Fourteen years later, Sorkin walks us through 'Twenty Five,' the dramatic conclusion of his tenure on the show

By Chancellor Agard
May 12, 2017 at 10:30 AM EDT
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“Twenty Five,” the season 4 finale of The West Wing, was the last episode ever written by creator Aaron Sorkin, who left the series in 2003. Up until that May 14 air date, Sorkin had written every episode of the series save one. In the tense hour, President Josiah Bartlet (Martin Sheen) invokes the 25th Amendment after his youngest daughter, Zoey (Elisabeth Moss), is kidnapped, and he transfers power to Republican Speaker of the House Glenallen Walken (John Goodman).

Fourteen years later, Sorkin walks us through how he crafted the dramatic conclusion of his tenure on the show, which would run for another three seasons. Read on below:

“The idea came to me four years earlier during the first season. There’s an episode [‘Mr. Willis of Ohio’] in which Zoey is out with some friends on a Friday night just being a college kid, and she tries to give her Secret Service detail the slip. When she gets home, Bartlet scolds her and explains that the nightmare scenario isn’t him being assassinated, it’s her being kidnapped. Toward the end of the fourth season, I decided that I wanted to dramatize what I’d only thought of as a hypothetical in the first season. At this point, [executive producer] Tommy [Schlamme] and I were strongly considering leaving the show, so I wanted to make the end of the fourth season special and leave a story in place for whoever was going to take over.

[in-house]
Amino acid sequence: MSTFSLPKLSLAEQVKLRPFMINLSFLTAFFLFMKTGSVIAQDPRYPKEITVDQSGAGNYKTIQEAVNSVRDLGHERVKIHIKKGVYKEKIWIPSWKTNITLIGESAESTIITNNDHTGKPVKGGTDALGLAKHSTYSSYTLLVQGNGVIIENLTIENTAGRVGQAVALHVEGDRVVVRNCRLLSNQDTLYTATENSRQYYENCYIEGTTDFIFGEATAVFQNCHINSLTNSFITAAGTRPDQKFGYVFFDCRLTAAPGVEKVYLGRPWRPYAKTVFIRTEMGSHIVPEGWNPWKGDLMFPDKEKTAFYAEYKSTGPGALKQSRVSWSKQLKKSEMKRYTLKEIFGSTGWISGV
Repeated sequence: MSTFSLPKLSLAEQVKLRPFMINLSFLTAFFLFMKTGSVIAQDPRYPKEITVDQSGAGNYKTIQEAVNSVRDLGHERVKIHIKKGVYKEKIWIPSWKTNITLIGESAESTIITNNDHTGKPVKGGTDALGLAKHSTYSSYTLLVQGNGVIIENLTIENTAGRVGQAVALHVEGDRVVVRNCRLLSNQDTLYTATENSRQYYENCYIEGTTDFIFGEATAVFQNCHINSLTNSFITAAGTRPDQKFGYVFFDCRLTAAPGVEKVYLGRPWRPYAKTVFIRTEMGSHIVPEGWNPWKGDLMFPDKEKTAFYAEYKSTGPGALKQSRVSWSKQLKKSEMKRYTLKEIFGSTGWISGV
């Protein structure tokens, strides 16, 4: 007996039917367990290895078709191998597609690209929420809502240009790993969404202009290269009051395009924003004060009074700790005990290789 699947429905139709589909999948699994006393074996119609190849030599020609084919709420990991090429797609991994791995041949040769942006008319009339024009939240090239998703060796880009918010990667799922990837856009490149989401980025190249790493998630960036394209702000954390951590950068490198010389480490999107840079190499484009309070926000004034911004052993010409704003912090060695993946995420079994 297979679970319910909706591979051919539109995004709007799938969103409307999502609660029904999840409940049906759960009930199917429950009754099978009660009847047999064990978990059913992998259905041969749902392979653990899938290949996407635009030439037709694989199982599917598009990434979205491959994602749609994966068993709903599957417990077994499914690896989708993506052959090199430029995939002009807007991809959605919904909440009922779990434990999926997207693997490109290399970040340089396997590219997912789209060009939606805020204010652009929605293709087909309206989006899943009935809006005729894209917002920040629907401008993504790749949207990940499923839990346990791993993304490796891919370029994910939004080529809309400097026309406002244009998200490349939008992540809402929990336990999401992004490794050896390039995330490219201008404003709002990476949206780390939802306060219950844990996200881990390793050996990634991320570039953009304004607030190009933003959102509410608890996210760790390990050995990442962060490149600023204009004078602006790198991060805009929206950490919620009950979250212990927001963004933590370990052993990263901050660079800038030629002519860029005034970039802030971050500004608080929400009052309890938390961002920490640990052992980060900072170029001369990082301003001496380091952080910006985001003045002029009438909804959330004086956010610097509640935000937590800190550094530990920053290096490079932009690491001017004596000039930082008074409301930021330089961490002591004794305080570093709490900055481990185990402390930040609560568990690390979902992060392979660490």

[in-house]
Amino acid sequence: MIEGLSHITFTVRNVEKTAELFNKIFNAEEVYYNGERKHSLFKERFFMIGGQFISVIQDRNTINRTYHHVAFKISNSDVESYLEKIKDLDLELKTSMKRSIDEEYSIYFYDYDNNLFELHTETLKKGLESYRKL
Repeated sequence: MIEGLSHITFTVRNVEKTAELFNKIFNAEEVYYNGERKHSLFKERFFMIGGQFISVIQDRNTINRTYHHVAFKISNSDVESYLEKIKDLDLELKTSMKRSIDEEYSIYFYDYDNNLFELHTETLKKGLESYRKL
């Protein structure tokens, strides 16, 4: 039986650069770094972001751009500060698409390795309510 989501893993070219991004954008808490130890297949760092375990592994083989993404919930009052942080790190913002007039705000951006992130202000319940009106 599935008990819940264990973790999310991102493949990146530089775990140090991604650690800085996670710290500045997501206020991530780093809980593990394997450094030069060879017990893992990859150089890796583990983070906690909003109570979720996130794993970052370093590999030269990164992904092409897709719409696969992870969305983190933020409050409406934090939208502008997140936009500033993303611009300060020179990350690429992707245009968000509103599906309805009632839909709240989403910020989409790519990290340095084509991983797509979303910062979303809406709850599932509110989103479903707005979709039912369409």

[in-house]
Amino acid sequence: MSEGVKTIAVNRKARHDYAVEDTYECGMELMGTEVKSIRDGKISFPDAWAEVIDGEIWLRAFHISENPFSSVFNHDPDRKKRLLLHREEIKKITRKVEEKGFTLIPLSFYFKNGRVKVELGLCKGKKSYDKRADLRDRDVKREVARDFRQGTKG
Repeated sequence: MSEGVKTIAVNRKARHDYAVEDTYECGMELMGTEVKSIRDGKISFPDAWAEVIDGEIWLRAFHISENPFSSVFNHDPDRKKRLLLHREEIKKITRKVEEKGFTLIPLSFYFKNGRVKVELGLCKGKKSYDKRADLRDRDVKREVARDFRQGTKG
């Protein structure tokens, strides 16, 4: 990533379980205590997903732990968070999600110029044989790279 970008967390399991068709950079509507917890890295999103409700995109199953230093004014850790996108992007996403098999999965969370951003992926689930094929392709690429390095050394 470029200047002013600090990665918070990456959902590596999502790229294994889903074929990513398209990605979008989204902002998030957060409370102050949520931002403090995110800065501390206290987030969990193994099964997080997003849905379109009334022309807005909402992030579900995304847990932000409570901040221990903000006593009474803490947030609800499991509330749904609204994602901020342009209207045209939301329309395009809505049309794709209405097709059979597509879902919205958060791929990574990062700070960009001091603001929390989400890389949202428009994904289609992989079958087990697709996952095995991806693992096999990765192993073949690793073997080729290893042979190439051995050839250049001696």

“I was interested in the ­Shakespearean aspect: a king in exile. Once the president has been relieved of his duties under the 25th Amendment, I wanted an opposing leader to take his place. That’s why I needed to get rid of the vice president, as unhappy as I was to lose the actor, Tim Matheson. I wanted part of the friction to be that Bartlet grows unhappy with some of the decisions being made. And I wanted suspicion — will the staff be loyal to the president or the acting president?

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“I was not writing with John in mind, but we were incredibly lucky to get him. You need a strong actor, someone who takes the stage as soon as he walks in. I remember shooting his first line, ‘Just breathe regular, everyone.’ There he was, John Goodman, an actor I’ve admired my whole life ever since I saw him play ­Huckleberry Finn’s father in Big River on Broadway.

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I would’ve written that episode whether it was my final episode or not. This was a good story, and good stories are valuable. Leaving The West Wing was really tough for me. I loved the show, I loved my job, and I love everyone I worked with…but this felt like a good episode to leave on. It was dramatic, emotional, and it harkened back to something that had been planted in the first season.”

—As told to Chancellor Agard

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